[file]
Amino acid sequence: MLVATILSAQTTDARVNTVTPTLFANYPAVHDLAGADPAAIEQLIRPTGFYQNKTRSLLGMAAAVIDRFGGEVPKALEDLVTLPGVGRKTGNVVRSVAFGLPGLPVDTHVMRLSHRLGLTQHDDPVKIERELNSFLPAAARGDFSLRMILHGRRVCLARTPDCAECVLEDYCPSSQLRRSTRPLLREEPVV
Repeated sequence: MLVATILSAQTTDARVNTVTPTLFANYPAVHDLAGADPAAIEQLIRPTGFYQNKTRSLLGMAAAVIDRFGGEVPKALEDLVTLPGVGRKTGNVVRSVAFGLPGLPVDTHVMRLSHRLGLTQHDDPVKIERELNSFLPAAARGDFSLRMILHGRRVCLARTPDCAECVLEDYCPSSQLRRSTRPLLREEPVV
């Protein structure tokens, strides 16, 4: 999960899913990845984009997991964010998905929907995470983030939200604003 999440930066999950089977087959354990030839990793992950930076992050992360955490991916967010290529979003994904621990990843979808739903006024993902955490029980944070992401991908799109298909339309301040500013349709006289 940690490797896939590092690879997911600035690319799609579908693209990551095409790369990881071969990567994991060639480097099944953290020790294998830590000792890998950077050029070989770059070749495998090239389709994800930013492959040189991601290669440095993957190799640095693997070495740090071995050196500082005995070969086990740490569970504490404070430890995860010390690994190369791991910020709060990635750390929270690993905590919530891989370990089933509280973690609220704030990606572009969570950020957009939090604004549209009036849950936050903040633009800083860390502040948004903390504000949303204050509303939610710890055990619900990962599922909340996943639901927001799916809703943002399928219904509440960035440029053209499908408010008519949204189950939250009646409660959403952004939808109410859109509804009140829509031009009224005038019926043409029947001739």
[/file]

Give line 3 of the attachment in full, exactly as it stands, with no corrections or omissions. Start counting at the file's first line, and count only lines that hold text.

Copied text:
């Protein structure tokens, strides 16, 4: 999960899913990845984009997991964010998905929907995470983030939200604003 999440930066999950089977087959354990030839990793992950930076992050992360955490991916967010290529979003994904621990990843979808739903006024993902955490029980944070992401991908799109298909339309301040500013349709006289 940690490797896939590092690879997911600035690319799609579908693209990551095409790369990881071969990567994991060639480097099944953290020790294998830590000792890998950077050029070989770059070749495998090239389709994800930013492959040189991601290669440095993957190799640095693997070495740090071995050196500082005995070969086990740490569970504490404070430890995860010390690994190369791991910020709060990635750390929270690993905590919530891989370990089933509280973690609220704030990606572009969570950020957009939090604004549209009036849950936050903040633009800083860390502040948004903390504000949303204050509303939610710890055990619900990962599922909340996943639901927001799916809703943002399928219904509440960035440029053209499908408010008519949204189950939250009646409660959403952004939808109410859109509804009140829509031009009224005038019926043409029947001739």